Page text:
Caroline Shelby always dreamed of leaving tiny Oysterville, Washington, and becoming a couturier. After years of toil, she finally has a big break only to discover a famous designer has stolen her launch line. When she accuses him, he blackballs her, so she’s already struggling when her best friend, Angelique, a renowned model from Haiti whose work visa has expired, shows up on her doorstep with her two biracial children, running from an abusive partner she won’t identify. When Angelique dies of a drug overdose, Caroline takes custody of the kids and flees back to her hometown. She reconnects with her sprawling family and with Will and Sierra Jensen, who were once her best friends, though their relationships have grown more complicated since Will and Sierra married. Caroline feels guilty that she didn’t realize Angelique was abused and tries to make a difference when she discovers that people she knows in Oysterville are also victims of domestic violence. She creates a support group that becomes a welcome source of professional assistance when some designs she works on for the kids garner local interest that grows regional, then national. Meanwhile, restless Sierra pursues her own dreams, leading to Will and Caroline’s exploring some unresolved feelings. Wiggs’ latest is part revenge fantasy and part romantic fairy tale, and while some details feel too smooth—how fortunate that every person in the circle has some helpful occupation that benefits Caroline's business—Caroline has a challenging road, and she rises to it with compassion and resilience. Timelines alternating among the present and past, both recent and long ago, add tension and depth to a complex narrative that touches on the abuse of power toward women and the extra-high stakes when the women involved are undocumented. Finally, Wiggs writes about the children’s race and immigration status with a soft touch that feels natural and easygoing but that might seem unrealistic to some readers.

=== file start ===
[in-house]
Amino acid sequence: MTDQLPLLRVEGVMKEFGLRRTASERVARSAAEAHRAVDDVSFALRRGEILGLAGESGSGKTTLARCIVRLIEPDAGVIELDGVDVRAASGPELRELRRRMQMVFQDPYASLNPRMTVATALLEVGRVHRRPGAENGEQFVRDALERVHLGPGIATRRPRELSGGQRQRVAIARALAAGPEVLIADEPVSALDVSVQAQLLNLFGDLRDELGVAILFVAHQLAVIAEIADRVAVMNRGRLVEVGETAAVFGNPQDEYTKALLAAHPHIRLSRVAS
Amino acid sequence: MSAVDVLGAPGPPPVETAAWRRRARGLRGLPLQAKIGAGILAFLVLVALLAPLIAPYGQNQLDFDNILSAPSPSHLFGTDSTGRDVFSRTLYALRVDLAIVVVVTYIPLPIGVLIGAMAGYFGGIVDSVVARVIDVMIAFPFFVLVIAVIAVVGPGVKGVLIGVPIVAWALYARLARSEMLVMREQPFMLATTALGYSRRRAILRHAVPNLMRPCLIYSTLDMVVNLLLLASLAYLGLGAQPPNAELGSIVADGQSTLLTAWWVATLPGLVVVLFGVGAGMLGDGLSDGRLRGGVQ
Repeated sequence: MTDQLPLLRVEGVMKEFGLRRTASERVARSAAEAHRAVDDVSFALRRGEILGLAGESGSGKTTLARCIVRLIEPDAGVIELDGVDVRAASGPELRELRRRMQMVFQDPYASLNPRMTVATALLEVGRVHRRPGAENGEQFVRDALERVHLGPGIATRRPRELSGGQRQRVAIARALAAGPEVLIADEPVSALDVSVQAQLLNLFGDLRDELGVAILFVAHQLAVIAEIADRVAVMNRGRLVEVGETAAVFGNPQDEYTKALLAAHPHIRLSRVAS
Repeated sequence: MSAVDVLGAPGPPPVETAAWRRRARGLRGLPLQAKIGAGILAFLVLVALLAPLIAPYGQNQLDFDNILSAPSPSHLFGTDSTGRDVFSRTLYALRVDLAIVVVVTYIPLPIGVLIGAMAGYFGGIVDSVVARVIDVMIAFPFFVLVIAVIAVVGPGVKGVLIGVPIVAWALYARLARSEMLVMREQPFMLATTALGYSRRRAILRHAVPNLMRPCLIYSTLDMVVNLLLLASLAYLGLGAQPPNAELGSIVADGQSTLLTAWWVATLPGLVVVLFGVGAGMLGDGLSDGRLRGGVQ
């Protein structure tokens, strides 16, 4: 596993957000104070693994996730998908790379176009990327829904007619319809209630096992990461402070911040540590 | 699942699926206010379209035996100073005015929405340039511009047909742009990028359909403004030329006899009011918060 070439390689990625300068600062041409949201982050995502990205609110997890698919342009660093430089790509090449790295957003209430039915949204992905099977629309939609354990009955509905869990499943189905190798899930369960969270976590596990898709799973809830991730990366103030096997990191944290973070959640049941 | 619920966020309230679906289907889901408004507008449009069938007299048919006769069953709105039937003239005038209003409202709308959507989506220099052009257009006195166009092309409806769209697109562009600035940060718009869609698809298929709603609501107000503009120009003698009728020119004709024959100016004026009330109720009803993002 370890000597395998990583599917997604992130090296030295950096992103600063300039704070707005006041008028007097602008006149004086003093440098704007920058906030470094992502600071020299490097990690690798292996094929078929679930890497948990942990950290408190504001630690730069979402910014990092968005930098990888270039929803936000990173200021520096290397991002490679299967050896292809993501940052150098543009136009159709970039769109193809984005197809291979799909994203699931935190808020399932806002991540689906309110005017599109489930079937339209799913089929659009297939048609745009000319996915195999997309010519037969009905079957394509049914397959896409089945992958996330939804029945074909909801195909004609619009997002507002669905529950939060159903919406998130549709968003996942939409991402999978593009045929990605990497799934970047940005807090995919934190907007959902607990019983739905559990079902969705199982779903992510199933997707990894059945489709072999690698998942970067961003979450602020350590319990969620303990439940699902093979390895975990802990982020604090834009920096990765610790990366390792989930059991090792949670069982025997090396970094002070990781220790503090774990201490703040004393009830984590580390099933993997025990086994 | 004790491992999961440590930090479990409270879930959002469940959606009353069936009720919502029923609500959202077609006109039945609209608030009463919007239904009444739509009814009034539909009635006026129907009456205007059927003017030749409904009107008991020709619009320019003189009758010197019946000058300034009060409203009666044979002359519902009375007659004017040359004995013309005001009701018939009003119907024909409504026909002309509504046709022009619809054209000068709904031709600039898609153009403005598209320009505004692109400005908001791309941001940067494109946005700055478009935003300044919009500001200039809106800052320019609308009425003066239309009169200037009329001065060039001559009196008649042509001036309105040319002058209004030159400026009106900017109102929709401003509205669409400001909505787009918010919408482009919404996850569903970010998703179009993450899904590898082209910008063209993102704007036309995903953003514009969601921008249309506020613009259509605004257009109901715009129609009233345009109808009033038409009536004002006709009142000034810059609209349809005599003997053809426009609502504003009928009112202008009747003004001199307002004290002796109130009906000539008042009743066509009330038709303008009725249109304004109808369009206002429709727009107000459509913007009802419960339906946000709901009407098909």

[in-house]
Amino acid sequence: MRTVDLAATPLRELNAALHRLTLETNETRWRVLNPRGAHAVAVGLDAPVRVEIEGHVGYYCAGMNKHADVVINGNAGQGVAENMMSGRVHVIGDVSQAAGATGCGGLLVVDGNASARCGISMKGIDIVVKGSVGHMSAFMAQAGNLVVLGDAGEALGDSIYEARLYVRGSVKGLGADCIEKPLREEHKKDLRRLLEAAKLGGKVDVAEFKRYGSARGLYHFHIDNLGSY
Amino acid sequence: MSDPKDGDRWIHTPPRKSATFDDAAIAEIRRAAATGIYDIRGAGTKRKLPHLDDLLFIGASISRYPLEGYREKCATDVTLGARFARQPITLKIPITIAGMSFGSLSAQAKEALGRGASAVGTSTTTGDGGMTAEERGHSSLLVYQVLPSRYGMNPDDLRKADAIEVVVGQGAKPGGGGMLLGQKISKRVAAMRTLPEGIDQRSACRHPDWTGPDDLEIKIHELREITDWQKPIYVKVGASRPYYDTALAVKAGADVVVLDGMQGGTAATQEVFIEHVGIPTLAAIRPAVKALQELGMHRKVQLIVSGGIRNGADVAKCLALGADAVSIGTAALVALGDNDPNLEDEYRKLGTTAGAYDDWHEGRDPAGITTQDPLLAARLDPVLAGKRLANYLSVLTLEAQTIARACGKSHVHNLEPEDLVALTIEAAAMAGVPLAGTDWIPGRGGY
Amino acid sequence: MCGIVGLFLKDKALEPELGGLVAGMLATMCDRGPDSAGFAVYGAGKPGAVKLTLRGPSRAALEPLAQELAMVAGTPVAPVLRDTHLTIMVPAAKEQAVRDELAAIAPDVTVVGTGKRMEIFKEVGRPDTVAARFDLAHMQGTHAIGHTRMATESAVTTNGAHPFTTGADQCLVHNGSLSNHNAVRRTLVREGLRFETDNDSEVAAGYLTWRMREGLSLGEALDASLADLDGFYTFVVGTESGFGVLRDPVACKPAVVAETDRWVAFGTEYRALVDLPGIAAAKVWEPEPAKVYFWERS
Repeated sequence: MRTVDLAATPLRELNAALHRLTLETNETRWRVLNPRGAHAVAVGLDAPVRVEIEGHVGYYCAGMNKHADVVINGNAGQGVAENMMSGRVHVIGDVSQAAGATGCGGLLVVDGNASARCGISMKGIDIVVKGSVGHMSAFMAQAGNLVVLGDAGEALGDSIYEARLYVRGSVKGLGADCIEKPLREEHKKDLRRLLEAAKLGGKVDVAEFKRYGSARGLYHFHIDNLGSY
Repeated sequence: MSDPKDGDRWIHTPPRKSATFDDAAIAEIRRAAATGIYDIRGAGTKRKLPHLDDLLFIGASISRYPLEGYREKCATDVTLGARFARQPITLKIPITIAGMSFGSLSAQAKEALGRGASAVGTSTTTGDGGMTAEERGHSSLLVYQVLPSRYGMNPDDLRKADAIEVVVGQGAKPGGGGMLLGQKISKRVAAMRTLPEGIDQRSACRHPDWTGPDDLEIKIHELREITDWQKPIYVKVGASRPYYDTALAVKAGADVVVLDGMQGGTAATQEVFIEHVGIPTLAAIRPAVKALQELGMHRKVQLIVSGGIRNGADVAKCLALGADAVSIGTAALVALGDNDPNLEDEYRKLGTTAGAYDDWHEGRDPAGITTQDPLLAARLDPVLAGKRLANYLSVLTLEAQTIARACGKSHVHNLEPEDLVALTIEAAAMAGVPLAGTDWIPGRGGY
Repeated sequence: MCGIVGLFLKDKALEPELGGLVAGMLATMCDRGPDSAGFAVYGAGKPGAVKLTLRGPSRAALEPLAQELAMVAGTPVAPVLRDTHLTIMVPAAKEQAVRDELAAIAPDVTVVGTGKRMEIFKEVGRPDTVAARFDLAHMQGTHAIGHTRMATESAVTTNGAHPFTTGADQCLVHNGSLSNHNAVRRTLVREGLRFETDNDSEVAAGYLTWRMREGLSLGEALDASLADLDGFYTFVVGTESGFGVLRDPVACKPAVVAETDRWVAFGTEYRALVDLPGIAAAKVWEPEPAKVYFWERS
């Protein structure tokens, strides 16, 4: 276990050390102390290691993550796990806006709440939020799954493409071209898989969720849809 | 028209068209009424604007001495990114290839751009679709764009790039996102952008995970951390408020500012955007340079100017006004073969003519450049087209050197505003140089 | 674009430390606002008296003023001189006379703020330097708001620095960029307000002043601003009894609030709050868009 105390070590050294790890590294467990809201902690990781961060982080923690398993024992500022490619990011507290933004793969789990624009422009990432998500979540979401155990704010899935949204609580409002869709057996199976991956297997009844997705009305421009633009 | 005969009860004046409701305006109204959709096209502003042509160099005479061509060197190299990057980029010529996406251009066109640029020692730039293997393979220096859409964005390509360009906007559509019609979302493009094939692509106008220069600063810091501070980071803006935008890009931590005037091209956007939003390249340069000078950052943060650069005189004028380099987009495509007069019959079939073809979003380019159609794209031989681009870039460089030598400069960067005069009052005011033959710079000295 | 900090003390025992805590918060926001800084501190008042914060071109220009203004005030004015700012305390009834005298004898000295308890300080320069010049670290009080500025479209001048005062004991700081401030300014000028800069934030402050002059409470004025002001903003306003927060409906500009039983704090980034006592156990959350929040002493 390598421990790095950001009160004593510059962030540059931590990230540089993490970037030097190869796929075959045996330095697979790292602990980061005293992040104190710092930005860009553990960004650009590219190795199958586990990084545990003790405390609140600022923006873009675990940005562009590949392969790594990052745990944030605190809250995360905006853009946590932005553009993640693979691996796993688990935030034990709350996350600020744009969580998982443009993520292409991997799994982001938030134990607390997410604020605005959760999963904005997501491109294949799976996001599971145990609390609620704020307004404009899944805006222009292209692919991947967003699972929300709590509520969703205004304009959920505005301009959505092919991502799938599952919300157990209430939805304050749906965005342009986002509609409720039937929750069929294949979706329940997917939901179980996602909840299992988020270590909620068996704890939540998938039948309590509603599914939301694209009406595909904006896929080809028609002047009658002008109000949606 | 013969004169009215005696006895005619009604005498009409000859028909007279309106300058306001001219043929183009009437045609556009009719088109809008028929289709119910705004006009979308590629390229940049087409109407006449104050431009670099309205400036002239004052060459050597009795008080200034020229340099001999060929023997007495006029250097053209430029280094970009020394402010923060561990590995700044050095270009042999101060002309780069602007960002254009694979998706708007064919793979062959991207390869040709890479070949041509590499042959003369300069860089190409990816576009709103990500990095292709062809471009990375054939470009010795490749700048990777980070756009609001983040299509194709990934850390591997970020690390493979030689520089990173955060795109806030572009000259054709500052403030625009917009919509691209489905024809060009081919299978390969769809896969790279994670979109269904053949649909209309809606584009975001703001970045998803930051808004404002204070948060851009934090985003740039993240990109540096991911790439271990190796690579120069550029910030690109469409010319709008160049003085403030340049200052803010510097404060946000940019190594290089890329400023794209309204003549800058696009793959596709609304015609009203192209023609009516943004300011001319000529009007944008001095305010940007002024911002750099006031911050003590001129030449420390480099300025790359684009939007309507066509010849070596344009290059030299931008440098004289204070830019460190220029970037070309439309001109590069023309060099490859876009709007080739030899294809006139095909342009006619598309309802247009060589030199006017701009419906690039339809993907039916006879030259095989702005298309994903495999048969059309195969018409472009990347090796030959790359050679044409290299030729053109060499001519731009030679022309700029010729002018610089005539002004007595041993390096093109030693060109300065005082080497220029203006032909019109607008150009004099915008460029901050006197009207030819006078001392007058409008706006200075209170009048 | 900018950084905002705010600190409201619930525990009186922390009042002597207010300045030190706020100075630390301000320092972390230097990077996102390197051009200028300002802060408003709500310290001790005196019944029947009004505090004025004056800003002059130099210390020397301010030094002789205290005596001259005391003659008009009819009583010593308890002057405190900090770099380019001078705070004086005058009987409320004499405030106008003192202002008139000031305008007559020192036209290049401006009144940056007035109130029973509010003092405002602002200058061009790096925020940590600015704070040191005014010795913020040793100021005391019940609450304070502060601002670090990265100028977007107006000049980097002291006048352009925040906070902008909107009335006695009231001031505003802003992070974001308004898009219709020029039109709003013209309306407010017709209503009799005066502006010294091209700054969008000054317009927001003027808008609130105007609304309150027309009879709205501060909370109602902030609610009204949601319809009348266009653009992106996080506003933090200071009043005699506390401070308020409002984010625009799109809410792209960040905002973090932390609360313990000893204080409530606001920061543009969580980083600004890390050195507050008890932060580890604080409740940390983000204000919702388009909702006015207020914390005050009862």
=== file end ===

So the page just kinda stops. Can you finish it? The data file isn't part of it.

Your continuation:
A lovely read—entertaining, poignant, and meaningful.

Pub Date: Aug. 13, 2019

ISBN: 978-0-06-242558-4

Page Count: 384

Publisher: Morrow/HarperCollins

Review Posted Online: May 27, 2019

Kirkus Reviews Issue: June 15, 2019

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Well-written and insightful but so heartbreaking that it raises the question of what a reader is looking for in fiction.

DEAR EDWARD

A 12-year-old boy is the sole survivor of a plane crash—a study in before and after.

Edward Adler is moving to California with his adored older brother, Jordan, and their parents: Mom is a scriptwriter for television, Dad is a mathematician who is home schooling his sons. They will get no further than Colorado, where the plane goes down. Napolitano’s (A Good Hard Look, 2011, etc.) novel twins the narrative of the flight from takeoff to impact with the story of Edward’s life over the next six years. Taken in by his mother’s sister and her husband, a childless couple in New Jersey, Edward’s misery is constant and almost impermeable. Unable to bear sleeping in the never-used nursery his aunt and uncle have hastily appointed to serve as his bedroom, he ends up bunking next door, where there's a kid his age, a girl named Shay. This friendship becomes the single strand connecting him to the world of the living. Meanwhile, in alternating chapters, we meet all the doomed airplane passengers, explore their backstories, and learn about their hopes and plans, every single one of which is minutes from obliteration. For some readers, Napolitano’s premise will be too dark to bear, underlining our terrible vulnerability to random events and our inability to protect ourselves or our children from the worst-case scenario while also imagining in exhaustive detail the bleak experience of survival. The people around Edward have no idea how to deal with him; his aunt and uncle try their best to protect him from the horrors of his instant celebrity as Miracle Boy. As one might expect, there is a ray of light for Edward at the end of the tunnel, and for hardier readers this will make Napolitano’s novel a story of hope.

Well-written and insightful but so heartbreaking that it raises the question of what a reader is looking for in fiction.

Pub Date: Jan. 14, 2020

ISBN: 978-1-9848-5478-0

Page Count: 352

Publisher: Dial

Review Posted Online: Oct. 28, 2019

Kirkus Reviews Issue: Nov. 15, 2019